- Simon Perry, @sperrypeoplemag
'Foxcatcher': Steve Carell's Chilling Mission Statement Triggers a Chant in New Trailer
To play Olympic wrestling benefactor John Eleuthere du Pont in Foxcatcher, director Bennett Miller recalled that Steve Carell wanted embark on the lengthy preparations that Philip Seymour Hoffman did for Capote, including what the actor called "a very specific physicality that I thought was informed by what was going on inside him." That transformation is on full display in the film's latest trailer, as an unrecognizable and haunting Carell touts a gravelly voice and facial prosthetics to explain his mission. "Athletes need role models — like anyone, they need people to look up to," he says. "I want more than anything to win a gold
- Ashley Lee
Telluride Film Review: ‘Madame Bovary’
. Measured and absorbing rather than deeply compelling or vital, this latest adaptation of a rarely well-filmed novel makes a strong effort to capture the stiflingly provincial world that Flaubert was able to describe in such precise, painstaking detail on the page. If the slow-burning result falls somewhat short of that admittedly Herculean feat, there are fine compensations in Barthes’ exquisite visual sense (aided by Andrij Parekh’s widescreen imagery) and another fiercely unsympathetic performance from Mia Wasikowska in the title role. Following its Telluride and Toronto berths, this classy period piece deserves to find a discerning arthouse niche.
Although Flaubert’s once-controversial realist masterwork has yielded no shortage of TV and film adaptations (including Vincente Minnelli’s 1949 version and Claude Chabrol’s 1991 picture with Isabelle Huppert), Barthe’s film is billing itself as the first one to be directed by a woman — a savvy enough hook for this particular proto-feminist literary heroine. »
- Justin Chang
The Strain Recap: Yawn of the Dead
For seven weeks, The Strain’s locations have spread across New York City like strigoi themselves. (Or, if Eph prefers, “the transformative disease.”) But with the exception of its opening scene, which picks back up underneath Grand Central and shows us both a gravely concerned Abe and acutely wounded Eichhorst (yay), “Creatures of the Night” goes down on one small stretch of Brooklyn turf.Eph, Nora, Abe and Jim hop down to one of the Cdc’s medical-supply outposts, and are forced to break in when they realize all doors are locked. Nora, still ever the goody two-shoes, expresses pause. Eph makes clear they’re far past the point of no return when it comes to petty crime. Yet, he’s still a stubborn son of a bitch when it comes to completely heeding Abe’s instruction. “When will you decide to believe me?” an increasingly, and understandably, weary Mr. »
- Kenny Herzog
Trailers from Hell on 'Being There'
The brilliant chameleon Peter Sellers turns in his greatest (and penultimate) performance in this low-key satire about politics and the cult of personality. Or in this case, the lack of personality: as Chance, a gentle shut-in untouched by the outside world except for what little knowledge he’s gleaned from TV, Sellers turns in a studious portrait of a completely vacant man. Directed by Hal Ashby from Jerzy Kozinski’s 1970 novel, the film co-stars Shirley MacLaine, Jack Warden and, in an Oscar-winning performance, Melvyn Douglas. »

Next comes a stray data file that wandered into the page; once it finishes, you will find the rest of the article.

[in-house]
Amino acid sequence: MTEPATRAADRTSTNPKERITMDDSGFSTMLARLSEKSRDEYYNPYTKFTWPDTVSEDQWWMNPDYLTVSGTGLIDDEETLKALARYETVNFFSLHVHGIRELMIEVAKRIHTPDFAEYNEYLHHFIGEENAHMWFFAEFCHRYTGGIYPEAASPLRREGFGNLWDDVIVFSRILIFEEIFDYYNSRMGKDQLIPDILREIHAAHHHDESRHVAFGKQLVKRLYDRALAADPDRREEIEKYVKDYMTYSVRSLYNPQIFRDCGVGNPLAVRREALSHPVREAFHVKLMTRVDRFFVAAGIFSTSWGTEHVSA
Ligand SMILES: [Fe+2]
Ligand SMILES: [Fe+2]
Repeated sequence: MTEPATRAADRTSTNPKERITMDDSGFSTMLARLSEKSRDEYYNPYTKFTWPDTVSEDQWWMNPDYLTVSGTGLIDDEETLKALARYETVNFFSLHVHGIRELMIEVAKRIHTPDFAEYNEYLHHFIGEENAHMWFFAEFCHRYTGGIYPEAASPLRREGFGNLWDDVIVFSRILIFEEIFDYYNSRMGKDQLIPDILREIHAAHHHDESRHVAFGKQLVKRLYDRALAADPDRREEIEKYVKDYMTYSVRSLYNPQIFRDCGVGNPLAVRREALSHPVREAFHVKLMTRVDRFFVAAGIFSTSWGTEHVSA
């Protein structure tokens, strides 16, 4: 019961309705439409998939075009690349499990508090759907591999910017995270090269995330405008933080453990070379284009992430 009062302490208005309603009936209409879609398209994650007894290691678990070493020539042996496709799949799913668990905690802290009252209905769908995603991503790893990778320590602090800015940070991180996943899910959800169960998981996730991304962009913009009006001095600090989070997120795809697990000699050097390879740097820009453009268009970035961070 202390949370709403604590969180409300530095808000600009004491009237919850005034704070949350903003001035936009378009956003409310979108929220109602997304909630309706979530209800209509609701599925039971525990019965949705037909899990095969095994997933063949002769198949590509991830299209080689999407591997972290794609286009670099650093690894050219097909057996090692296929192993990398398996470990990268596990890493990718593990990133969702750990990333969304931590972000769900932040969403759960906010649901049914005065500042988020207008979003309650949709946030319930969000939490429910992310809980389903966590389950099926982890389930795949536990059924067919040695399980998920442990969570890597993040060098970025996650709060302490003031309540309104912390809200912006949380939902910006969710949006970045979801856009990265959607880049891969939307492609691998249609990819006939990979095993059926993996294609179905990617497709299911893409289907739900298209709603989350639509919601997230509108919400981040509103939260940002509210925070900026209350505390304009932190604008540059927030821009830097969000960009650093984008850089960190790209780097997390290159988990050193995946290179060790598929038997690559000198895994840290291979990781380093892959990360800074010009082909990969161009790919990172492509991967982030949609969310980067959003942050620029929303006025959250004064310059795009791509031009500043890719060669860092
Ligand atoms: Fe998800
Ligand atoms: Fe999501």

- Trailers From Hell
'Draft Day' deleted scene: See how Jennifer Garner's football exec made it in a man's world
In a case of life imitating art, the Cleveland Browns made some ambitious draft-day trades in May to land a college football star who they hope can turn around their franchise. Heisman trophy winner Johnny Manziel will be holding a clipboard when the real Browns open their season next week, but he’s already been anointed a savior by a city that hasn’t won an NFL title since 1964. In Ivan Reitman’s movie, Draft Day, Kevin Costner stars as Sonny Weaver Jr., the Browns’ embattled general manager faced with a make-or-break draft to reverse the team’s losing fortunes and save his job. »
- Jeff Labrecque
10 Biggest Winners and Losers at the Summer Box Office – From ‘GotG’ Chris Pratt Effect to Tom Cruise
Now that summer has drawn to a close and we can officially declare “Guardians of the Galaxy” the biggest winner at nearly $280 million domestically, let's take a look back at the other winners and losers to come out of the season. Winner – Chris Pratt That guy on “Parks and Recreation” became the summer's hottest male star after his endearing turn as the roguish Peter “Star Lord” Quill in the season's biggest movie, the Marvel space romp “Guardians of the Galaxy.” And he'll be back next June in “Jurassic World” Loser – The summer box office It finished down roughly 15 percent »
- Todd Cunningham and Gina Hall
Why We Won't See Screech's Suspenders in 'The Unauthorized Saved by the Bell Story'
Come Monday night, we can relive the early '90s with Zack Morris and the rest of the Saved by the Bell gang once more with Lifetime's TV movie premiere of The Unauthorized Saved by the Bell Story, which follows six then-unknown actors and their rise to fame while starring on the show. While we'll witness the Bayside High crew back together (with a new starring cast), there's one thing we'll miss seeing in this updated version: the show's original costume pieces — Screech's signature suspenders and Lisa's funky hats included. "Well, one thing is, we can’t copy what Saved
- Stephanie Chan